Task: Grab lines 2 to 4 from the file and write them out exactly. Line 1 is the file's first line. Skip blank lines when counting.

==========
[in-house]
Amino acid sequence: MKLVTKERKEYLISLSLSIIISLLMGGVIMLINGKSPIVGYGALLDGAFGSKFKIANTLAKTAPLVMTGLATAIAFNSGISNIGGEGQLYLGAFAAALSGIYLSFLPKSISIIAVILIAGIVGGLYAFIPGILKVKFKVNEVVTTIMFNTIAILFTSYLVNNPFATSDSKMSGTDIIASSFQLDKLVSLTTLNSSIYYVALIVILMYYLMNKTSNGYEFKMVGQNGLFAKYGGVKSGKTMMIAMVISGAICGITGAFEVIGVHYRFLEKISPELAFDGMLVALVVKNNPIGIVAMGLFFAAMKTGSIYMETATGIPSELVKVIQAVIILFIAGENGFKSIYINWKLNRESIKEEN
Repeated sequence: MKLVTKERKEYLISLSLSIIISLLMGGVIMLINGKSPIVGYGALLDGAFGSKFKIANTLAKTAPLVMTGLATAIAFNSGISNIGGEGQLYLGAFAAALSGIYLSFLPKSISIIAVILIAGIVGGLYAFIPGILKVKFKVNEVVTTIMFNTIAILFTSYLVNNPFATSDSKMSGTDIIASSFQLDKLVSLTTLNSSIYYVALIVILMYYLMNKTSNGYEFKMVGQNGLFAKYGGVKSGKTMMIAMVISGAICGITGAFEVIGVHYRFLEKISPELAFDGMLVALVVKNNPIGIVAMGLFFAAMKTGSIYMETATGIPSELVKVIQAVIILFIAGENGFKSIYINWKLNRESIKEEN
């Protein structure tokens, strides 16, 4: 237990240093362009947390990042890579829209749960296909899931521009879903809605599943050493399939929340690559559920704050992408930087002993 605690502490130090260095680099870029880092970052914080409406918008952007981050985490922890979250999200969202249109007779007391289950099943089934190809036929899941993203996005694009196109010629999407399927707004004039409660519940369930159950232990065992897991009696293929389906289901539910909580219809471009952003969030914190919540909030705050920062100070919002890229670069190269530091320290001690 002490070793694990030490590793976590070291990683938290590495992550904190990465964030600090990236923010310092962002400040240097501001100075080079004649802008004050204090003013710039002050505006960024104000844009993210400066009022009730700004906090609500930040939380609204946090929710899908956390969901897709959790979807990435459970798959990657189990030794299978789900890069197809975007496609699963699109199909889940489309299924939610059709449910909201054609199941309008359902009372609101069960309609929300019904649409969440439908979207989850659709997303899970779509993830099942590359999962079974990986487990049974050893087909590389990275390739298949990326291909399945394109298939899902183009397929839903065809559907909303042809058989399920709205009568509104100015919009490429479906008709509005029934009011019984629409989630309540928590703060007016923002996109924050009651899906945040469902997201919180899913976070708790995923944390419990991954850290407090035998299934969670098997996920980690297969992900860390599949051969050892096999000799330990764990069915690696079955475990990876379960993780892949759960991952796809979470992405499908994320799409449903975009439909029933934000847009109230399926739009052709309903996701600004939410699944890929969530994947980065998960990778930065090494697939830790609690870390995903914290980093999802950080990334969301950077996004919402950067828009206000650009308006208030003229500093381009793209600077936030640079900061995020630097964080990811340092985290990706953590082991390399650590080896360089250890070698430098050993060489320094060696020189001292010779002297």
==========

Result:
Amino acid sequence: MKLVTKERKEYLISLSLSIIISLLMGGVIMLINGKSPIVGYGALLDGAFGSKFKIANTLAKTAPLVMTGLATAIAFNSGISNIGGEGQLYLGAFAAALSGIYLSFLPKSISIIAVILIAGIVGGLYAFIPGILKVKFKVNEVVTTIMFNTIAILFTSYLVNNPFATSDSKMSGTDIIASSFQLDKLVSLTTLNSSIYYVALIVILMYYLMNKTSNGYEFKMVGQNGLFAKYGGVKSGKTMMIAMVISGAICGITGAFEVIGVHYRFLEKISPELAFDGMLVALVVKNNPIGIVAMGLFFAAMKTGSIYMETATGIPSELVKVIQAVIILFIAGENGFKSIYINWKLNRESIKEEN
Repeated sequence: MKLVTKERKEYLISLSLSIIISLLMGGVIMLINGKSPIVGYGALLDGAFGSKFKIANTLAKTAPLVMTGLATAIAFNSGISNIGGEGQLYLGAFAAALSGIYLSFLPKSISIIAVILIAGIVGGLYAFIPGILKVKFKVNEVVTTIMFNTIAILFTSYLVNNPFATSDSKMSGTDIIASSFQLDKLVSLTTLNSSIYYVALIVILMYYLMNKTSNGYEFKMVGQNGLFAKYGGVKSGKTMMIAMVISGAICGITGAFEVIGVHYRFLEKISPELAFDGMLVALVVKNNPIGIVAMGLFFAAMKTGSIYMETATGIPSELVKVIQAVIILFIAGENGFKSIYINWKLNRESIKEEN
């Protein structure tokens, strides 16, 4: 237990240093362009947390990042890579829209749960296909899931521009879903809605599943050493399939929340690559559920704050992408930087002993 605690502490130090260095680099870029880092970052914080409406918008952007981050985490922890979250999200969202249109007779007391289950099943089934190809036929899941993203996005694009196109010629999407399927707004004039409660519940369930159950232990065992897991009696293929389906289901539910909580219809471009952003969030914190919540909030705050920062100070919002890229670069190269530091320290001690 002490070793694990030490590793976590070291990683938290590495992550904190990465964030600090990236923010310092962002400040240097501001100075080079004649802008004050204090003013710039002050505006960024104000844009993210400066009022009730700004906090609500930040939380609204946090929710899908956390969901897709959790979807990435459970798959990657189990030794299978789900890069197809975007496609699963699109199909889940489309299924939610059709449910909201054609199941309008359902009372609101069960309609929300019904649409969440439908979207989850659709997303899970779509993830099942590359999962079974990986487990049974050893087909590389990275390739298949990326291909399945394109298939899902183009397929839903065809559907909303042809058989399920709205009568509104100015919009490429479906008709509005029934009011019984629409989630309540928590703060007016923002996109924050009651899906945040469902997201919180899913976070708790995923944390419990991954850290407090035998299934969670098997996920980690297969992900860390599949051969050892096999000799330990764990069915690696079955475990990876379960993780892949759960991952796809979470992405499908994320799409449903975009439909029933934000847009109230399926739009052709309903996701600004939410699944890929969530994947980065998960990778930065090494697939830790609690870390995903914290980093999802950080990334969301950077996004919402950067828009206000650009308006208030003229500093381009793209600077936030640079900061995020630097964080990811340092985290990706953590082991390399650590080896360089250890070698430098050993060489320094060696020189001292010779002297």